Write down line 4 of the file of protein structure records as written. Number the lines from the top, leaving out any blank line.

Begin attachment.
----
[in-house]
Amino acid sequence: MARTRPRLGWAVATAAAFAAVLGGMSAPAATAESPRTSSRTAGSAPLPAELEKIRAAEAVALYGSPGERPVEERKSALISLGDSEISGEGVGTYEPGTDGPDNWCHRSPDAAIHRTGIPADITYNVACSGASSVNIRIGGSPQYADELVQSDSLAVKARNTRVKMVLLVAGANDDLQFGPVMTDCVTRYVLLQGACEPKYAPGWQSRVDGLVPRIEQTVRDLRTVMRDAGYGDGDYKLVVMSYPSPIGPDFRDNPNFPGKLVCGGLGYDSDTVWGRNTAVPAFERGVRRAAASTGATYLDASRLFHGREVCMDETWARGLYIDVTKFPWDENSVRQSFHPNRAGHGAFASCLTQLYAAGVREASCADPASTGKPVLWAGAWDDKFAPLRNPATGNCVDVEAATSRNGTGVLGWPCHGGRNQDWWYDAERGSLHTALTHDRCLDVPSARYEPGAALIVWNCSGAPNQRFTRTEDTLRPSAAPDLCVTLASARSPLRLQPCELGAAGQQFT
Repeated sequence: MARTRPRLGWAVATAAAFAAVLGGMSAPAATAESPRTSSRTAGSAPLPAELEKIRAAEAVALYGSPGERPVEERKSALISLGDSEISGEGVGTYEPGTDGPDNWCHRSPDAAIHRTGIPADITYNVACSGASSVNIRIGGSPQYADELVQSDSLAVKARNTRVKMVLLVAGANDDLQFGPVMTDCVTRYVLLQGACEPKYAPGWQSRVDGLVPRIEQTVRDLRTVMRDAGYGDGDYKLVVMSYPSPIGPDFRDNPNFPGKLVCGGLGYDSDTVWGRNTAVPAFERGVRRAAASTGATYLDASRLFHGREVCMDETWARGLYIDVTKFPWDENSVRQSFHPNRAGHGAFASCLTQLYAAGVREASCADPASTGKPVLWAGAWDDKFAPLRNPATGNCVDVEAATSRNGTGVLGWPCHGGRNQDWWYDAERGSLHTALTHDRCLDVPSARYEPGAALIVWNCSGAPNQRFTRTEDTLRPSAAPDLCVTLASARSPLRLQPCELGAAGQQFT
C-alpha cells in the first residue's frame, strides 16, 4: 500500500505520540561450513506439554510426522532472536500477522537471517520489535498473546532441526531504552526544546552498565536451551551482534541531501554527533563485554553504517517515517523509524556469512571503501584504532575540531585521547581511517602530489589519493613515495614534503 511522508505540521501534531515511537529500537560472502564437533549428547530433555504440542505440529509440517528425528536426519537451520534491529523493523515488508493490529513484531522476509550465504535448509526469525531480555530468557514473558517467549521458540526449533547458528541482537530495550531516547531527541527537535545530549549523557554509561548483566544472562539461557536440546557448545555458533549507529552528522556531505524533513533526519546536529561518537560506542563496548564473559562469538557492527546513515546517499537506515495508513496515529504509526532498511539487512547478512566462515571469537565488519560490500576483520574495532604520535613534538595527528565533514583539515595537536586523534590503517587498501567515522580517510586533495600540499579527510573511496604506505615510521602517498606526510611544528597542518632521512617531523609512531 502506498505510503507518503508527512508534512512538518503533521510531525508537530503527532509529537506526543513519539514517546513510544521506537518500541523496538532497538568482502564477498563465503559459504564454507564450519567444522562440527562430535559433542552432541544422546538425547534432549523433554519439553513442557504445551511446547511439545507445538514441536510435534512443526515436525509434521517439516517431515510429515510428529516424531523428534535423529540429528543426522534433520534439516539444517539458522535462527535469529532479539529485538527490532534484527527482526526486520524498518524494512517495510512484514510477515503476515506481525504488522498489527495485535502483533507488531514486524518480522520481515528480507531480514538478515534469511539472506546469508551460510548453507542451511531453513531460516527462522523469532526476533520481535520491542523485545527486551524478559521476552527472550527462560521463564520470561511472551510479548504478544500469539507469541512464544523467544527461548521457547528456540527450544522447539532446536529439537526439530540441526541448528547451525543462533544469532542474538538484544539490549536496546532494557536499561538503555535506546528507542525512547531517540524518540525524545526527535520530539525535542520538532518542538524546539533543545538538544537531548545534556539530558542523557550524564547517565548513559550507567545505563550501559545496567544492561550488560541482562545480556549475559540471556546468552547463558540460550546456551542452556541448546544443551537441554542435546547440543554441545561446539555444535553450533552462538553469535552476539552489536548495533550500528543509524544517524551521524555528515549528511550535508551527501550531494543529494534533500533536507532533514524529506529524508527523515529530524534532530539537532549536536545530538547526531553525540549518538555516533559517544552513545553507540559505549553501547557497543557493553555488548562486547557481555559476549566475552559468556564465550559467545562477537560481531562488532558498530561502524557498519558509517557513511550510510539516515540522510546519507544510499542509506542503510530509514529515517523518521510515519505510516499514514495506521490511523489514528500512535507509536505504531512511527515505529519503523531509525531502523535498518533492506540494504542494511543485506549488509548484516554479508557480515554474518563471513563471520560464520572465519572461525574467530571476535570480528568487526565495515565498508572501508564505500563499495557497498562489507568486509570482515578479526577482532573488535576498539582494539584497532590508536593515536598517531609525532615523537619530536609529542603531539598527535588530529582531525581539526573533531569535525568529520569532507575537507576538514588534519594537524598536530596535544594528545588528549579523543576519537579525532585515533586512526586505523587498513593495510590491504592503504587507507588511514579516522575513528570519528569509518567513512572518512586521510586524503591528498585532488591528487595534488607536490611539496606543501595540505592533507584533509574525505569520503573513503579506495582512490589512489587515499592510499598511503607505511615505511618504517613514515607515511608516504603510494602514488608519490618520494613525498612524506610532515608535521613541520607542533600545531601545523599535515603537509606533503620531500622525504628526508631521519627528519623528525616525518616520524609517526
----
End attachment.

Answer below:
C-alpha cells in the first residue's frame, strides 16, 4: 500500500505520540561450513506439554510426522532472536500477522537471517520489535498473546532441526531504552526544546552498565536451551551482534541531501554527533563485554553504517517515517523509524556469512571503501584504532575540531585521547581511517602530489589519493613515495614534503 511522508505540521501534531515511537529500537560472502564437533549428547530433555504440542505440529509440517528425528536426519537451520534491529523493523515488508493490529513484531522476509550465504535448509526469525531480555530468557514473558517467549521458540526449533547458528541482537530495550531516547531527541527537535545530549549523557554509561548483566544472562539461557536440546557448545555458533549507529552528522556531505524533513533526519546536529561518537560506542563496548564473559562469538557492527546513515546517499537506515495508513496515529504509526532498511539487512547478512566462515571469537565488519560490500576483520574495532604520535613534538595527528565533514583539515595537536586523534590503517587498501567515522580517510586533495600540499579527510573511496604506505615510521602517498606526510611544528597542518632521512617531523609512531 502506498505510503507518503508527512508534512512538518503533521510531525508537530503527532509529537506526543513519539514517546513510544521506537518500541523496538532497538568482502564477498563465503559459504564454507564450519567444522562440527562430535559433542552432541544422546538425547534432549523433554519439553513442557504445551511446547511439545507445538514441536510435534512443526515436525509434521517439516517431515510429515510428529516424531523428534535423529540429528543426522534433520534439516539444517539458522535462527535469529532479539529485538527490532534484527527482526526486520524498518524494512517495510512484514510477515503476515506481525504488522498489527495485535502483533507488531514486524518480522520481515528480507531480514538478515534469511539472506546469508551460510548453507542451511531453513531460516527462522523469532526476533520481535520491542523485545527486551524478559521476552527472550527462560521463564520470561511472551510479548504478544500469539507469541512464544523467544527461548521457547528456540527450544522447539532446536529439537526439530540441526541448528547451525543462533544469532542474538538484544539490549536496546532494557536499561538503555535506546528507542525512547531517540524518540525524545526527535520530539525535542520538532518542538524546539533543545538538544537531548545534556539530558542523557550524564547517565548513559550507567545505563550501559545496567544492561550488560541482562545480556549475559540471556546468552547463558540460550546456551542452556541448546544443551537441554542435546547440543554441545561446539555444535553450533552462538553469535552476539552489536548495533550500528543509524544517524551521524555528515549528511550535508551527501550531494543529494534533500533536507532533514524529506529524508527523515529530524534532530539537532549536536545530538547526531553525540549518538555516533559517544552513545553507540559505549553501547557497543557493553555488548562486547557481555559476549566475552559468556564465550559467545562477537560481531562488532558498530561502524557498519558509517557513511550510510539516515540522510546519507544510499542509506542503510530509514529515517523518521510515519505510516499514514495506521490511523489514528500512535507509536505504531512511527515505529519503523531509525531502523535498518533492506540494504542494511543485506549488509548484516554479508557480515554474518563471513563471520560464520572465519572461525574467530571476535570480528568487526565495515565498508572501508564505500563499495557497498562489507568486509570482515578479526577482532573488535576498539582494539584497532590508536593515536598517531609525532615523537619530536609529542603531539598527535588530529582531525581539526573533531569535525568529520569532507575537507576538514588534519594537524598536530596535544594528545588528549579523543576519537579525532585515533586512526586505523587498513593495510590491504592503504587507507588511514579516522575513528570519528569509518567513512572518512586521510586524503591528498585532488591528487595534488607536490611539496606543501595540505592533507584533509574525505569520503573513503579506495582512490589512489587515499592510499598511503607505511615505511618504517613514515607515511608516504603510494602514488608519490618520494613525498612524506610532515608535521613541520607542533600545531601545523599535515603537509606533503620531500622525504628526508631521519627528519623528525616525518616520524609517526